My daughter decided to do a spot of fishing and successfully caught a tree. We did manage to recover the tackle however.

Our next stop was to be Beccles.

Brundall to Beccles

With Martin’s family having joined his boat it was time for a slightly longer leg to get to Beccles to make use of their facilities, re-provision and fill up on fuel.

The trip went without a hitch, encountering many Freeman’s en-route, perhaps because it was a bank holiday weekend. Martin, who is a mobile mechanic recently specialising in boat engines, had to stop off to complete a small job on a Freeman 22 MK1 in St. Olaves Marina. We popped in briefly and then continued on our way through Somerleyton swing bridge heading further south.

The heavens decided to open at this point with a fairly fierce thunderstorm shaking it’s fist at us.

We arrived at Beccles to find there was ‘no room at the inn’ with a Broom motorboat owner’s meet being held with the basin bursting at the seams. As we really needed supplies we rafted both our boats on the only available public mooring just before the Beccles New Bridge. We did this properly with all the appropriate springs and lines running ashore from both boats.

After some provisioning and re-fuelling we settled in for the night although the children on Wey Rambler were restricted to quarters as crossing boats onto the staithe could have been a little unsafe. Provisioned with fishing bait we were ready to cruise to the limit of southern navigation, Geldeston Lock, the following morning.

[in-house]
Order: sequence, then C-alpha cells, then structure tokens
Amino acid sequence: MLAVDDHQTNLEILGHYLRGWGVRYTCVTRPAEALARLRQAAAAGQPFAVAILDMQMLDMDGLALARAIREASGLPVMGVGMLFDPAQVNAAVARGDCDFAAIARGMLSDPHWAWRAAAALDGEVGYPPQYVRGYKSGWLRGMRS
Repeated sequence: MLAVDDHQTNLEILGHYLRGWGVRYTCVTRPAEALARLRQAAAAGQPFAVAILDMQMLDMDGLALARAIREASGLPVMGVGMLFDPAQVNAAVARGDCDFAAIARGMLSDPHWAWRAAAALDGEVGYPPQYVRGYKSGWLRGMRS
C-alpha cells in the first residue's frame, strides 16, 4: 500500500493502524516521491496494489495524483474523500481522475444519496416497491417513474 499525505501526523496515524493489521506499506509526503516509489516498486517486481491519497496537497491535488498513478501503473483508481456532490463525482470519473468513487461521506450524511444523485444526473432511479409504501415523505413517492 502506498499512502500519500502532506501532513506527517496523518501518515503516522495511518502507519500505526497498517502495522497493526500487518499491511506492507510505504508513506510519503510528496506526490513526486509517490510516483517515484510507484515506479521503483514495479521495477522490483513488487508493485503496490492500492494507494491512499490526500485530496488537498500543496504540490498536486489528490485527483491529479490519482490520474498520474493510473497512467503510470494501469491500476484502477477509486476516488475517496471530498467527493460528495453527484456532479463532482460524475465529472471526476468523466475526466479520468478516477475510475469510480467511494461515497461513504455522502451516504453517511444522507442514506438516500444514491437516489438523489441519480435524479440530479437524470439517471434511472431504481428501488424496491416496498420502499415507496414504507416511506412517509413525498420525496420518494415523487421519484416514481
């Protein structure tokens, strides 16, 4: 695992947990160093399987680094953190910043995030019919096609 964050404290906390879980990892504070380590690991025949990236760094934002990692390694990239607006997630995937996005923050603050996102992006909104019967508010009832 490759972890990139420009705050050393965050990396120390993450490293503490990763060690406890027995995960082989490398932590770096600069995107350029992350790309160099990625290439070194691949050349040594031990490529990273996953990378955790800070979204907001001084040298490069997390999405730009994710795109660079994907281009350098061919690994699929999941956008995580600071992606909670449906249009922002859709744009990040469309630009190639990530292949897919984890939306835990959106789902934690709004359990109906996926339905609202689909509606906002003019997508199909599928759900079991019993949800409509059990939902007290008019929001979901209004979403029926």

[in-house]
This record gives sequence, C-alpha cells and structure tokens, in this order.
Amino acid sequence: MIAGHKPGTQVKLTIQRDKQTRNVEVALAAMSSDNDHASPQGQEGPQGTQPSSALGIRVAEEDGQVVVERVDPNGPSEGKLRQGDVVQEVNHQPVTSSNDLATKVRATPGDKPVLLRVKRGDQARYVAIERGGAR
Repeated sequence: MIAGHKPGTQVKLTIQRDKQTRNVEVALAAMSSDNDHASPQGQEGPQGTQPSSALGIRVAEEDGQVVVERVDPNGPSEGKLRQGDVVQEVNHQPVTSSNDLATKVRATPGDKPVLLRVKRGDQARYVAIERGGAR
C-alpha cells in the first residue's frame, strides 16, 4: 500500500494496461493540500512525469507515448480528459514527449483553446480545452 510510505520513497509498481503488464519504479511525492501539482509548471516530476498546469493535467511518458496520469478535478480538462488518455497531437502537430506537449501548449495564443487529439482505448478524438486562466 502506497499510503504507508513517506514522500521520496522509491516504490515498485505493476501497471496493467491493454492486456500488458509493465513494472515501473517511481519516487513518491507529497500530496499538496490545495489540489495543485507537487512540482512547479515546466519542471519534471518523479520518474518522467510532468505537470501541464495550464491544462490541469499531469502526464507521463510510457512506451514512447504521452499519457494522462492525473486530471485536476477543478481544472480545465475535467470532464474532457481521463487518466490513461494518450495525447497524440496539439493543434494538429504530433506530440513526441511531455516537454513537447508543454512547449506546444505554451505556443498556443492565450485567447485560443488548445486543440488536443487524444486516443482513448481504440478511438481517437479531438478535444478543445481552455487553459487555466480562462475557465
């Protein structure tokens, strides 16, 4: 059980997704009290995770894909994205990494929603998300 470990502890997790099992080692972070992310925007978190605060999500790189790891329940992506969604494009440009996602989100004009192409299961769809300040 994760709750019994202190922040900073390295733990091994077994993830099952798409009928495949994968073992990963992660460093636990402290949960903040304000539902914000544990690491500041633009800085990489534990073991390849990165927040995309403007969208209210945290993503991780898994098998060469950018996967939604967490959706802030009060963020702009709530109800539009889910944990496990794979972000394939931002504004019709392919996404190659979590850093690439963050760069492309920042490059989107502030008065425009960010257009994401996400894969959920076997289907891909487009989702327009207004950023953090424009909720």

Southern limit of navigation at Geldeston Lock

We seemed to have a talent at unintentionally finding all the busiest spots on the Southern Broads despite the waterway being quieter than previous years due to the cost of boating. In Beccles we clashed with the Broom owners rally and heading to Geldeston we were tipped off that the chances of finding a mooring were less than slim owing to the Locks Inn Community Pub hosting a sausage and cider festival. We thought we’d give it a go anyway under the threat of having to wild moor if necessary.  It was low tide, so no trouble leaving Beccles under the old bridge and we stopped off at the Lido to re-fill our water tanks as we couldn’t get in to the Yacht Station. The cost for water was £3, a bit steep in my opinion but I guess it’s to dissuade live-aboard boaters from filling up nearby.